Yet we dedicate an awful lot of time to measuring candidates’ likability and forcing them to pretend to be someone that some political consultant thinks we’ll admire.
How often during the current season have we heard that Mitt Romney just isn’t likable? Sure, he’s smart, successful, a good family man, a thoroughly decent guy, but we just don’t like him all that much.
A few days ago, a Reuters/Ipsos poll was released with this headline: “Obama gets high marks on likability, weak on economy.”
Well, that clears things up. The economy is tanking, but he’s a nice guy — more likable than Romney by 50 percent to 30 percent, according to the poll. Forty-one percent said they believe Obama “understands people like me.” Only 28 percent said the same about Romney.
The same poll also found that 75 percent believe the economy is on the wrong track, compared to 17 percent who think it’s doing all right.
Who are these people?
This ridiculous matrix for assessing a candidate’s qualifications for office is the inevitable offspring of the cultural coupling of narcissism and attention-deficit disorder, otherwise defined as an inability to think for more than two minutes about anything more complicated than oneself.
Thus, “like me” may be the two most dangerous words in the American lexicon. “Like me, please” has become the operative prerogative of campaigns, essentially forcing politicians to pander so that we can dislike them even more.
Of all the pandering we despise — whether to minorities, single mothers or Bikers for Biden — the most despicable is pandering to the poor. Ah, yes, we’ve all been there: walking miles in the snow with tattered shoes, driving rusted-out cars and fishing furniture from dumpsters.
These last two notches on the totem pole of “been there, done that” were submitted by Michelle Obama during her convention speech by way of etching a sketch of her and Barack’s pre-millionaire lives. Didn’t we all drive crummy cars (if we had one)? And didn’t we all cruise the neighborhood at night looking for discarded tables and couches?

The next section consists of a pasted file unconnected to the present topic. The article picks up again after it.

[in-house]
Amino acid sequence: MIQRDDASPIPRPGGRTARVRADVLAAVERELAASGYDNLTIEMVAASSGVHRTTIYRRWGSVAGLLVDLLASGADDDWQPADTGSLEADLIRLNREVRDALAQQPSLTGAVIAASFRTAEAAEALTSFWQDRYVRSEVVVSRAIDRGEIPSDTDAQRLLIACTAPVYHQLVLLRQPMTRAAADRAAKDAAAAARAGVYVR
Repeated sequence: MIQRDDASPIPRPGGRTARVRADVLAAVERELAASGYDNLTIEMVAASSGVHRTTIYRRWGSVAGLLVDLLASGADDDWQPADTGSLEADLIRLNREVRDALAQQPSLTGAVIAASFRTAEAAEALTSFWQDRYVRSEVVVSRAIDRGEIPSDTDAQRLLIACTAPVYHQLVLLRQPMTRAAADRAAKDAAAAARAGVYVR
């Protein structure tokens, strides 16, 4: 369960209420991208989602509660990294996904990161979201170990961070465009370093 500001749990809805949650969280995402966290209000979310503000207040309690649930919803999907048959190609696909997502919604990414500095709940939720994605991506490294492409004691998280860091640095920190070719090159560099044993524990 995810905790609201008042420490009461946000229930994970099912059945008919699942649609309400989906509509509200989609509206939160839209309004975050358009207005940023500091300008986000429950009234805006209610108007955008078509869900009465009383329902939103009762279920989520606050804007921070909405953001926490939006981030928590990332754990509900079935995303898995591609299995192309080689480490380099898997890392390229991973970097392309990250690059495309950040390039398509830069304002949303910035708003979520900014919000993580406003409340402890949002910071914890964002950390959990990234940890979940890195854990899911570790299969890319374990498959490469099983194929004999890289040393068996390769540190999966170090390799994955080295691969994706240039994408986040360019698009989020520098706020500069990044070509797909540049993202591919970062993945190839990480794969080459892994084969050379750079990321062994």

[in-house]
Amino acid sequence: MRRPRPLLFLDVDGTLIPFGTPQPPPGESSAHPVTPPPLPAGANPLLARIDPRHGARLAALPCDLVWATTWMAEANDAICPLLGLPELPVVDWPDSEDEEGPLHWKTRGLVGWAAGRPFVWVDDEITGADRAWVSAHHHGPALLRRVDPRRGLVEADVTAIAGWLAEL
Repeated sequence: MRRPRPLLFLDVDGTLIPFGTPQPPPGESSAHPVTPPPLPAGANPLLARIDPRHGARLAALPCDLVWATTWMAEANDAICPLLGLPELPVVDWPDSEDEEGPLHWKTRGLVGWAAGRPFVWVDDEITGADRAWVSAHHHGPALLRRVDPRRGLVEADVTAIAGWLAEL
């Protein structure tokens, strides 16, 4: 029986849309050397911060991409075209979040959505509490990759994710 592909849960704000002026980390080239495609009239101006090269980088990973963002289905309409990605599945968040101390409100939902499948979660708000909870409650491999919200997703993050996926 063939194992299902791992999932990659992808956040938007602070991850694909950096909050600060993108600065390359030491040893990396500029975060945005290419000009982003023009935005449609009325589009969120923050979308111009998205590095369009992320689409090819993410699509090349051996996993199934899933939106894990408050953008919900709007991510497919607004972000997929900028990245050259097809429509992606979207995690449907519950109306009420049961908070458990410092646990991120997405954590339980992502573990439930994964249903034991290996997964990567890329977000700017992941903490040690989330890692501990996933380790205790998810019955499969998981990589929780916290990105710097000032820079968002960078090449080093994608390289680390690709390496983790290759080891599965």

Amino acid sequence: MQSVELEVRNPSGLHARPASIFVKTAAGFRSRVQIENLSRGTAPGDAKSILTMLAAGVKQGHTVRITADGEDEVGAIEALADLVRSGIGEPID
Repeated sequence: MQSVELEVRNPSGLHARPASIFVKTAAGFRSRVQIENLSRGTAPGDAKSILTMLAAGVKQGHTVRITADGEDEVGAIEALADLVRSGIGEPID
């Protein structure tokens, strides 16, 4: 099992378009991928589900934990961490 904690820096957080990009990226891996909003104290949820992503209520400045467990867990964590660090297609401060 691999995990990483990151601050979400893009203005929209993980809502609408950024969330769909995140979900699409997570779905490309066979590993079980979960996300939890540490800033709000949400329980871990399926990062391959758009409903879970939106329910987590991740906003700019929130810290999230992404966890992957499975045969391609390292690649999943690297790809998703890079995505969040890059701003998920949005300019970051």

Similarly, Ann Romney invoked her early married days when she and Mitt used an ironing board for a dining room table. In trying to neutralize the impression that the Romneys were born rich and a little too lucky, Ann took a tour of Wales, where her grandfather had been a coal miner.
All these reminiscences were aimed, of course, at being “likable,” as though we need our leaders to have been poor or to have struggled in some pedestrian way. Anyone who has taken a breath has struggled, if not always financially. As Ann Romney told me in an interview not long ago, “We couldn’t be doing this if we weren’t successful.”
Now there’s an honest statement.
While we’re at it, let’s defer to Joan Didion’s observation that it’s not as though we’ve all been “gazing down 600 years of rolled lawns.” She was referring to the fact that, with rare exceptions, most of us are only a generation or two away from the kind of struggles no one wishes to revisit. My maternal grandparents grew most of what they ate and sometimes it wasn’t much. My paternal grandmother was raised in a convent because her parents couldn’t afford to feed their 11th child.
These facts make me no more qualified for public office — or more likable — than the other fact that I adopted a discarded blind poodle. Then again . . .
More to the point: What if the current president were not born of a Kenyan student and a white girl from Kansas? What if his father had been a governor and head of an auto manufacturing company? Would he be less likable?
We are the sum of our genes and experiences, to be sure, and some of us are more likable than others for a variety of reasons. But being “like me” or “like you” qualifies us only as good dinner partners.
Which is not nothing, as long-married couples will attest.